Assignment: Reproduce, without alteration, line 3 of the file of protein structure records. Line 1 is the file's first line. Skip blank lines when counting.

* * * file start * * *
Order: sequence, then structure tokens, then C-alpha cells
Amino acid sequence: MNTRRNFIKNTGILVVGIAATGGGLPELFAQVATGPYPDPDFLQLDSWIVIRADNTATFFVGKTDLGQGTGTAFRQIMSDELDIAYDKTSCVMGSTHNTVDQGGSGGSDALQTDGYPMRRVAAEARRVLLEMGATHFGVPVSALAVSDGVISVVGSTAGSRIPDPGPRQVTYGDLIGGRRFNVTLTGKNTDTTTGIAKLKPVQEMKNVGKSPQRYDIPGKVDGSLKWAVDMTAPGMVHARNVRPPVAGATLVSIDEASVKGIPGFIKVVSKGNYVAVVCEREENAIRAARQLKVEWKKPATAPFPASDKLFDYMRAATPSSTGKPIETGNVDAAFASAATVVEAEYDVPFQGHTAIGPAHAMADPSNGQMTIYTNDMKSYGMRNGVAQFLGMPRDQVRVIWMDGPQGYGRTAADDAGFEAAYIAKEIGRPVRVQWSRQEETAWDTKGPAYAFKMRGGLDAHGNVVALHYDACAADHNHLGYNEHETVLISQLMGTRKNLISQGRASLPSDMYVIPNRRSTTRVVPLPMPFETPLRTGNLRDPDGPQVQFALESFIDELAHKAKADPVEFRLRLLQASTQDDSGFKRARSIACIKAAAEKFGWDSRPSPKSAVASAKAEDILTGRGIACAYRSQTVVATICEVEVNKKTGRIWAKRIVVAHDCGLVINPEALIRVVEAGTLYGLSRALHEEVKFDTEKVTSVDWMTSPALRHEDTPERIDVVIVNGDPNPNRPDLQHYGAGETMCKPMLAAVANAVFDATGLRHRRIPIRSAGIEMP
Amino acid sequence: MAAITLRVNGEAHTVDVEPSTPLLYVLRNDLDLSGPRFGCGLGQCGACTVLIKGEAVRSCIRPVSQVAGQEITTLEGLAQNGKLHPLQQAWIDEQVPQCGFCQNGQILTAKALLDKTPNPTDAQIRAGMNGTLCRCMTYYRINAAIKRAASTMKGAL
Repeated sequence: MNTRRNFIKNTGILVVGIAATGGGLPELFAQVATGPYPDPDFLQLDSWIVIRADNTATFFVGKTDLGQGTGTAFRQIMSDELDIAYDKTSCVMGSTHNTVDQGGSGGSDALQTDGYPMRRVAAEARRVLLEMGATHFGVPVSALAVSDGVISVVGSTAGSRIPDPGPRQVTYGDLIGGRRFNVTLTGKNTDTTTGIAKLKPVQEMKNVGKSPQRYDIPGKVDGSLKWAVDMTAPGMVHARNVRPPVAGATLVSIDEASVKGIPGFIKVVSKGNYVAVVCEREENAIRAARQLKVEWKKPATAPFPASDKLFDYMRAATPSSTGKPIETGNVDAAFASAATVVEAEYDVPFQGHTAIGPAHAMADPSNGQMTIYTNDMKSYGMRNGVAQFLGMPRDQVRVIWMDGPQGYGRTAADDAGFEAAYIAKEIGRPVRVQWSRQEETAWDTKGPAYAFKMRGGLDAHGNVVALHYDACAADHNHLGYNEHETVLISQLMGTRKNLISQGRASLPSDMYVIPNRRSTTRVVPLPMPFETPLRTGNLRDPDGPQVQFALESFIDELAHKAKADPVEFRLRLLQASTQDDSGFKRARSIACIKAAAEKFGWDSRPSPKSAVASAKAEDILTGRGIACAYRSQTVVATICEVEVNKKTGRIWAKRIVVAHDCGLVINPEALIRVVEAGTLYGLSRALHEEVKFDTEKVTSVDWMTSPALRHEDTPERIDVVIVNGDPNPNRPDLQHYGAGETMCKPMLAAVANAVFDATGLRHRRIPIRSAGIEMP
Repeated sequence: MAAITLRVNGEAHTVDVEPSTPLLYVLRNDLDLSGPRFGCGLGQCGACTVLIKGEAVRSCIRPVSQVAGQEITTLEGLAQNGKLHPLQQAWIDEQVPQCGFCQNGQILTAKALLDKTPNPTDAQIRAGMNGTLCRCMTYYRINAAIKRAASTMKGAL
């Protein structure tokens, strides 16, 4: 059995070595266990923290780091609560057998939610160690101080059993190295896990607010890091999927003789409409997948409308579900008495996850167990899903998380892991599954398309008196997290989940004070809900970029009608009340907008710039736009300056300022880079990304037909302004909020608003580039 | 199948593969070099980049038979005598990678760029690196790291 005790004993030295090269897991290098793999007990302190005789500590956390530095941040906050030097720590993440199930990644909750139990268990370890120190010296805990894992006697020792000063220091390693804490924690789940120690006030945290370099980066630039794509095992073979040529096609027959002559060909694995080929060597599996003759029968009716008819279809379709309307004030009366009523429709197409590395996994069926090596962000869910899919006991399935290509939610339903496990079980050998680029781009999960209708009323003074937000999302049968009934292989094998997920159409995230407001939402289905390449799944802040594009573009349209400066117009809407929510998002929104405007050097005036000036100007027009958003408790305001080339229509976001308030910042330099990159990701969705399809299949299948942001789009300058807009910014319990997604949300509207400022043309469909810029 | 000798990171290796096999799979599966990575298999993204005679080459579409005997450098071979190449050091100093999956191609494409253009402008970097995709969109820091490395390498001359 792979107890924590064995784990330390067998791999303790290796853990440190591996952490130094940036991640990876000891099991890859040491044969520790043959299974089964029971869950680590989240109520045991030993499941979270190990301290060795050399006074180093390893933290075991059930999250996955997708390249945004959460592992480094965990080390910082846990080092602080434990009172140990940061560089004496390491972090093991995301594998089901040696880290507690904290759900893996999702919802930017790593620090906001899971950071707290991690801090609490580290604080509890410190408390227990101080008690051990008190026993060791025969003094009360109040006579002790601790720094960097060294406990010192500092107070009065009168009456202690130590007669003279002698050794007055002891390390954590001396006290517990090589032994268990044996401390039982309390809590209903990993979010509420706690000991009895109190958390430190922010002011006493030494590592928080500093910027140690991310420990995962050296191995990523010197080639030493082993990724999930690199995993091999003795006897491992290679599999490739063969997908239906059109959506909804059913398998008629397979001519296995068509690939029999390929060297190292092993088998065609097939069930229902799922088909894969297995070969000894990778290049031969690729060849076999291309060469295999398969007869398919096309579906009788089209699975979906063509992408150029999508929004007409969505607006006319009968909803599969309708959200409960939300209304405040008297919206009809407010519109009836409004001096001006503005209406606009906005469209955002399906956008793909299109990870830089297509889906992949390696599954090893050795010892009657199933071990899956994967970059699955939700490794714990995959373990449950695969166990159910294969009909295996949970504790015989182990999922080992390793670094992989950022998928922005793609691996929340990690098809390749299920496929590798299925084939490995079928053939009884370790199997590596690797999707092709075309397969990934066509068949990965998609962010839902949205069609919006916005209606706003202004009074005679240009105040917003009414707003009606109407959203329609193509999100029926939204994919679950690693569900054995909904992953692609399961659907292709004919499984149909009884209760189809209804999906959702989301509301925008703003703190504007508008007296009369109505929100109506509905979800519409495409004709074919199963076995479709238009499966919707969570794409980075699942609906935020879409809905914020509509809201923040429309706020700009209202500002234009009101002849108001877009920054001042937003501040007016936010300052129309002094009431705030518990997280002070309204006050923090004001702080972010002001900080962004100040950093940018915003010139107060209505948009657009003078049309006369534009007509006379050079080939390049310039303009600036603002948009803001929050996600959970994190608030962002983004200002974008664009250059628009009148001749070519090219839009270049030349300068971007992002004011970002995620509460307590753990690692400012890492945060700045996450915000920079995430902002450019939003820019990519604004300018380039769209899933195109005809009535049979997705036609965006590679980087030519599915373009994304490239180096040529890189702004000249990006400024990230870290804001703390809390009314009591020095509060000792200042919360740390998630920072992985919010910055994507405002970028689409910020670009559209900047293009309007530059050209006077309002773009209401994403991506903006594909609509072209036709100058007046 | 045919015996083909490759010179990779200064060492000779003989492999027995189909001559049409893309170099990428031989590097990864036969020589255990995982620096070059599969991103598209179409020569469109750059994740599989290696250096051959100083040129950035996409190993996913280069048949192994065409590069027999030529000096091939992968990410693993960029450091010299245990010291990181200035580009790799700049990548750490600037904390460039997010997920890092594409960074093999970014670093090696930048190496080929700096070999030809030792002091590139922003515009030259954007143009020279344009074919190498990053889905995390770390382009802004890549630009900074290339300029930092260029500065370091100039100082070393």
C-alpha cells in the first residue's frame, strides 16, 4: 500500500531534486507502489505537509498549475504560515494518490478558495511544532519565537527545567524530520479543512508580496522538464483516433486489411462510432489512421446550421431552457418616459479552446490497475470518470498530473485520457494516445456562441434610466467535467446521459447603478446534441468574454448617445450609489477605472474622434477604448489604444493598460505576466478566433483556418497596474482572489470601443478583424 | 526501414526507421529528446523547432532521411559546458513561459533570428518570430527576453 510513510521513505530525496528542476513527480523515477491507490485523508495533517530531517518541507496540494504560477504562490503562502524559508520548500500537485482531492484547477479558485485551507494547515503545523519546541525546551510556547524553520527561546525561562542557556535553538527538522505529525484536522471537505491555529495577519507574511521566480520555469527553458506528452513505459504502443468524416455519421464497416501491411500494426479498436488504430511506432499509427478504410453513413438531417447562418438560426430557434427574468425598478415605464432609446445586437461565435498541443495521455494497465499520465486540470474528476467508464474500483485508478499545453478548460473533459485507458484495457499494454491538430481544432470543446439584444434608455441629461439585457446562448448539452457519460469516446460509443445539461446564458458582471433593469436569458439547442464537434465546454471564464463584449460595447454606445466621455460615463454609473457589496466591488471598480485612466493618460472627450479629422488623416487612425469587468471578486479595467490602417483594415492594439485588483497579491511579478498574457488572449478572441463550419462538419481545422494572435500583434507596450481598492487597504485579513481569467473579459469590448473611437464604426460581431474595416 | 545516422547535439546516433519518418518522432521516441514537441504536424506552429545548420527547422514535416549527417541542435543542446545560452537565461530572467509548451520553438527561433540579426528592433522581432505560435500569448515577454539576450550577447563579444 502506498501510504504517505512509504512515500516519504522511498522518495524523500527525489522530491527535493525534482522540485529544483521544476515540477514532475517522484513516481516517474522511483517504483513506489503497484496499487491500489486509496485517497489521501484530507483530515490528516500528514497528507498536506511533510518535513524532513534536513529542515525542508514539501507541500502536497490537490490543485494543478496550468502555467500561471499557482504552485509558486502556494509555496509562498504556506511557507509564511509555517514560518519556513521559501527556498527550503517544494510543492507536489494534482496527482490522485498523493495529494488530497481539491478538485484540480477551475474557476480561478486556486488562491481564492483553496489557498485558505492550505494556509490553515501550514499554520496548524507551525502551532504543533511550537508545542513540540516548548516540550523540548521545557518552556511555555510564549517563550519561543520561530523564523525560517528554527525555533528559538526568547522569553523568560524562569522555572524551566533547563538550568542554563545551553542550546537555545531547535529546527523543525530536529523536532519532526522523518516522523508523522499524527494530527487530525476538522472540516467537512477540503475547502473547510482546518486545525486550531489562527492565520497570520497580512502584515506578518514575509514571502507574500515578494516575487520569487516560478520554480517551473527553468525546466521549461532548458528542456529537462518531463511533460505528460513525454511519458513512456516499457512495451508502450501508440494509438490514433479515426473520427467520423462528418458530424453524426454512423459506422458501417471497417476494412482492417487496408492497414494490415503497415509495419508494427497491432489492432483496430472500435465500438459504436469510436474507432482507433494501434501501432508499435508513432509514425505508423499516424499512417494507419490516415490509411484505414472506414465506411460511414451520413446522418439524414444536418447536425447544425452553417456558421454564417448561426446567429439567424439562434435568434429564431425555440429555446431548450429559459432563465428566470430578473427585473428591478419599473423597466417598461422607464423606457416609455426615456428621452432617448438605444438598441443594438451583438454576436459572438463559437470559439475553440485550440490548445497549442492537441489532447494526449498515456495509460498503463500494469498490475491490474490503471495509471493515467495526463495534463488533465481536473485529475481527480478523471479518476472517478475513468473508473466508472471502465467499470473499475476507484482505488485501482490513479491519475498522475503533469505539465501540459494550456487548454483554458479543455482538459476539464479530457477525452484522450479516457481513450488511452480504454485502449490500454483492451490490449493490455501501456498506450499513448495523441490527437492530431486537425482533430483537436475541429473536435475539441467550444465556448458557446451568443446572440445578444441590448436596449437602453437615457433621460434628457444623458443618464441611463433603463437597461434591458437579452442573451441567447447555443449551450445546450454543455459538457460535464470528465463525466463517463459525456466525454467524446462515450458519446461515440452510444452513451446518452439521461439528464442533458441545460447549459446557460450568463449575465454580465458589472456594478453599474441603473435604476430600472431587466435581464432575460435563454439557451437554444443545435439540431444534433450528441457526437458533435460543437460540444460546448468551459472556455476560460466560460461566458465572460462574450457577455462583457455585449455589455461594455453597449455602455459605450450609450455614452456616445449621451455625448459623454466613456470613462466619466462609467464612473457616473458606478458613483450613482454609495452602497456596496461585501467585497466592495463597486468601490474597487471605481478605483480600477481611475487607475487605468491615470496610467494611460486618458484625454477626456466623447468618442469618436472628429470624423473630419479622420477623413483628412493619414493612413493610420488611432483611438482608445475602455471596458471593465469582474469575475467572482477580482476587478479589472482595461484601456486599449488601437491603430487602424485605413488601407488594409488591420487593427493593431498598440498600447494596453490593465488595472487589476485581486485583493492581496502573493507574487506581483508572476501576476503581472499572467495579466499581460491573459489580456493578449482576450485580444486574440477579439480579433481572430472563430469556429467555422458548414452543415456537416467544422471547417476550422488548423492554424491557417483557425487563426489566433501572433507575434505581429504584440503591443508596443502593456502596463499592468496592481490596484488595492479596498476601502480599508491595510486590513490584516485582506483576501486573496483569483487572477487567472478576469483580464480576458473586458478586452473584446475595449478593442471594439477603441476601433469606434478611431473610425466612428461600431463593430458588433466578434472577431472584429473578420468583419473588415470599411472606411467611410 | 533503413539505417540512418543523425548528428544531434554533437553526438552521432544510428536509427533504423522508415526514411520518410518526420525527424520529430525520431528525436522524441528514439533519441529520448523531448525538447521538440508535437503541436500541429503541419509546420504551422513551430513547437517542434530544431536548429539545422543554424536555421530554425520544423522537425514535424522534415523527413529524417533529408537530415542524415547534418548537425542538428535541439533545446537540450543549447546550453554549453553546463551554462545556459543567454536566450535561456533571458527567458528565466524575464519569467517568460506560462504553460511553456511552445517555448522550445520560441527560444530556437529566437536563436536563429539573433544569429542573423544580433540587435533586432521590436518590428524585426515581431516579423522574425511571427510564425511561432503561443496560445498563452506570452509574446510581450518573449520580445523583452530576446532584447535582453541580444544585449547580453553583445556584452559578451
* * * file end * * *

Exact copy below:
Amino acid sequence: MAAITLRVNGEAHTVDVEPSTPLLYVLRNDLDLSGPRFGCGLGQCGACTVLIKGEAVRSCIRPVSQVAGQEITTLEGLAQNGKLHPLQQAWIDEQVPQCGFCQNGQILTAKALLDKTPNPTDAQIRAGMNGTLCRCMTYYRINAAIKRAASTMKGAL